From Evolution to Revolution

We’ve Got a “Lock” On It.

Older processes just can’t compare. Today, if your basement waterproofing contractor is not using the Water Lock™ Plus System, you (and your home) are throwing your hard–earned money “down the drain.”

 

Other Waterproofing Methods

Pre–Construction System

Pre–Construction System

Typically installed by a builder during construction, this system easily clogs.

Advantages

  • System is installed by builder during construction

Disadvantages

  • System sits beside the footer in the dirt and can easily clog
  • Usually clogs over time
  • Pipe is sometimes crushed and discharge is covered during construction

Pipe and Rock Method

Pipe and Rock Method

This option uses gravel as a filter. But pipe may collapse. Water capacity and clogging are flaws in the system.

Advantages

  • Added gravel serves as filter
  • Materials used are inexpensive and readily available

Disadvantages

  • System sits beside the footer and can easily clog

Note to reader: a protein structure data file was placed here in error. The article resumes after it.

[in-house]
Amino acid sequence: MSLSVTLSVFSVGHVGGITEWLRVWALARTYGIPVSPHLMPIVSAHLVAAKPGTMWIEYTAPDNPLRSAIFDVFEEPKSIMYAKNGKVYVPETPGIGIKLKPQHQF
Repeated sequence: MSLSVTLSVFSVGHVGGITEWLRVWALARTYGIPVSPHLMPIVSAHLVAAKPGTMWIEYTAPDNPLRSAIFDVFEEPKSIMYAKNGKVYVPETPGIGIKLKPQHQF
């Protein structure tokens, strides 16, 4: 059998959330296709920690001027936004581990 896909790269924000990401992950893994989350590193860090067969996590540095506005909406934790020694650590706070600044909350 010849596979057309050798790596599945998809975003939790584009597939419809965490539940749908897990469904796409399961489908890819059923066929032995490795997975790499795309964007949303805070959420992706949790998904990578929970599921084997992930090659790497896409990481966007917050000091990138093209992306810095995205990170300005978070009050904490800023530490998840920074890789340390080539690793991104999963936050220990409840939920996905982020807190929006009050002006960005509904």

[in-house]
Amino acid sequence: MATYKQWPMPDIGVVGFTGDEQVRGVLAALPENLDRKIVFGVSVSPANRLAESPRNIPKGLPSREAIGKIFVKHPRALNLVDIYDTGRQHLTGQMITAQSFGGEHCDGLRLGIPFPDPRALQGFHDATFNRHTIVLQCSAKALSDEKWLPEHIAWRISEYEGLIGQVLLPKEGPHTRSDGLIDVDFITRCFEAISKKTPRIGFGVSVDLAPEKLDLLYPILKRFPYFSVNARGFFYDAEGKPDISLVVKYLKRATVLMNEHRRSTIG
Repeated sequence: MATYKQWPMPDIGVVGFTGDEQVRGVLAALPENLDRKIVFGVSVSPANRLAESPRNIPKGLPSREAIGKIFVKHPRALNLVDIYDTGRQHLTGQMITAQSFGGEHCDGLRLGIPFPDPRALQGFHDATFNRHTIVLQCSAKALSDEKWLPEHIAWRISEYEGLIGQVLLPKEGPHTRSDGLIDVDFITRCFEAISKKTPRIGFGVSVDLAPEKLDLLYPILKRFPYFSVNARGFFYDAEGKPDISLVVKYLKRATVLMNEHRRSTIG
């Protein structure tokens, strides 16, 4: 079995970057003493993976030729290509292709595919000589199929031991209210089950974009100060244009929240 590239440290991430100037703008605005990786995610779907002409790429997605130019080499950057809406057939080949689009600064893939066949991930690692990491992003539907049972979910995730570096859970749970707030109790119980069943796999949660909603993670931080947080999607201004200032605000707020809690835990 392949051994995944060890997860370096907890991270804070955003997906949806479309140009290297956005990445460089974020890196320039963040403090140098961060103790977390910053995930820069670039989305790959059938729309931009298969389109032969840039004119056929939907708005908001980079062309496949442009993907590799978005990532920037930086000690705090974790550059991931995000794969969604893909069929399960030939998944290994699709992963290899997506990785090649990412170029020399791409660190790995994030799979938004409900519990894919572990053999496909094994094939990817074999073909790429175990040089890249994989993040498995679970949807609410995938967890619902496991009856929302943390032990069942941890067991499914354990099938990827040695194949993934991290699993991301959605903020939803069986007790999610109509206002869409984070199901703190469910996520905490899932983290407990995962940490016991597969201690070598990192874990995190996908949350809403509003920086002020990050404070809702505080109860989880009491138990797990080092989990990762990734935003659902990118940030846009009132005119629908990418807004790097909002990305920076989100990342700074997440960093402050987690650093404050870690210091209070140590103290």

• Slits in the pipe may not be large enough to accommodate excessive amounts of water
  • Pipe can crush or collapse
  • Excessive amounts of concrete may be removed for installation, 12” – 24”

Glue Down Method

Glue Down Method

Advantages

  • Concrete removal is not required, quick to install

Disadvantages

  • The cost of the system is not relative to the product or its performance
  • Water must enter the home before the system activates
  • The system cannot handle large volume water flow
  • The bond to the floor can loosen over time
  • Water continues to wick up the wall
  • The open system allows water to stagnate and contributes to higher humidity

Segmented Pipe Method

Segmented Pipe Method

Advantages

  • It sits on top of the footer away from dirt
  • Requires less concrete breakout

Disadvantages

  • Gravel used may eventually clog the system
  • Large amounts of water may overtake the system
  • ¾ of the pipe is closed to water entry
  • Some segmented pipe can cause clogging or may leak
  • Most are all one–chamber systems; no redundancy